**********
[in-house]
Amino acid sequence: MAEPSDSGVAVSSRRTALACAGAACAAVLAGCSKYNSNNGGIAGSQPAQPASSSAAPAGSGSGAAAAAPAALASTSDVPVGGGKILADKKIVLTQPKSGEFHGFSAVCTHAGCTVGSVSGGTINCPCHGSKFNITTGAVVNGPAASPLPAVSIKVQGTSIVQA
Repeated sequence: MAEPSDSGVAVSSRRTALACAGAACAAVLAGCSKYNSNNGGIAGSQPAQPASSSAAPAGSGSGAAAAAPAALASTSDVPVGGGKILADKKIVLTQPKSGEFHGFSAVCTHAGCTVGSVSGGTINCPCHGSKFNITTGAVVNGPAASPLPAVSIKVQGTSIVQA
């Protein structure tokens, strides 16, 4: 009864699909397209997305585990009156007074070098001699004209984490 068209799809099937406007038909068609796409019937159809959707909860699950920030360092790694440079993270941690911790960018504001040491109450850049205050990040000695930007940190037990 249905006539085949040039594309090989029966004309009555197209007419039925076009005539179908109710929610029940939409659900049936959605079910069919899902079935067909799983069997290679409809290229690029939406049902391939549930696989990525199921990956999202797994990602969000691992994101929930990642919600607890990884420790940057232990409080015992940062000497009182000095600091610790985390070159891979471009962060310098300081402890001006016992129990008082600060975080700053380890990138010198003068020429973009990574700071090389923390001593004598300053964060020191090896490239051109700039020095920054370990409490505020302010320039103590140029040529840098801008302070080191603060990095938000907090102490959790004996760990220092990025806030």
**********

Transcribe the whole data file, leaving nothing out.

[in-house]
Amino acid sequence: MAEPSDSGVAVSSRRTALACAGAACAAVLAGCSKYNSNNGGIAGSQPAQPASSSAAPAGSGSGAAAAAPAALASTSDVPVGGGKILADKKIVLTQPKSGEFHGFSAVCTHAGCTVGSVSGGTINCPCHGSKFNITTGAVVNGPAASPLPAVSIKVQGTSIVQA
Repeated sequence: MAEPSDSGVAVSSRRTALACAGAACAAVLAGCSKYNSNNGGIAGSQPAQPASSSAAPAGSGSGAAAAAPAALASTSDVPVGGGKILADKKIVLTQPKSGEFHGFSAVCTHAGCTVGSVSGGTINCPCHGSKFNITTGAVVNGPAASPLPAVSIKVQGTSIVQA
């Protein structure tokens, strides 16, 4: 009864699909397209997305585990009156007074070098001699004209984490 068209799809099937406007038909068609796409019937159809959707909860699950920030360092790694440079993270941690911790960018504001040491109450850049205050990040000695930007940190037990 249905006539085949040039594309090989029966004309009555197209007419039925076009005539179908109710929610029940939409659900049936959605079910069919899902079935067909799983069997290679409809290229690029939406049902391939549930696989990525199921990956999202797994990602969000691992994101929930990642919600607890990884420790940057232990409080015992940062000497009182000095600091610790985390070159891979471009962060310098300081402890001006016992129990008082600060975080700053380890990138010198003068020429973009990574700071090389923390001593004598300053964060020191090896490239051109700039020095920054370990409490505020302010320039103590140029040529840098801008302070080191603060990095938000907090102490959790004996760990220092990025806030």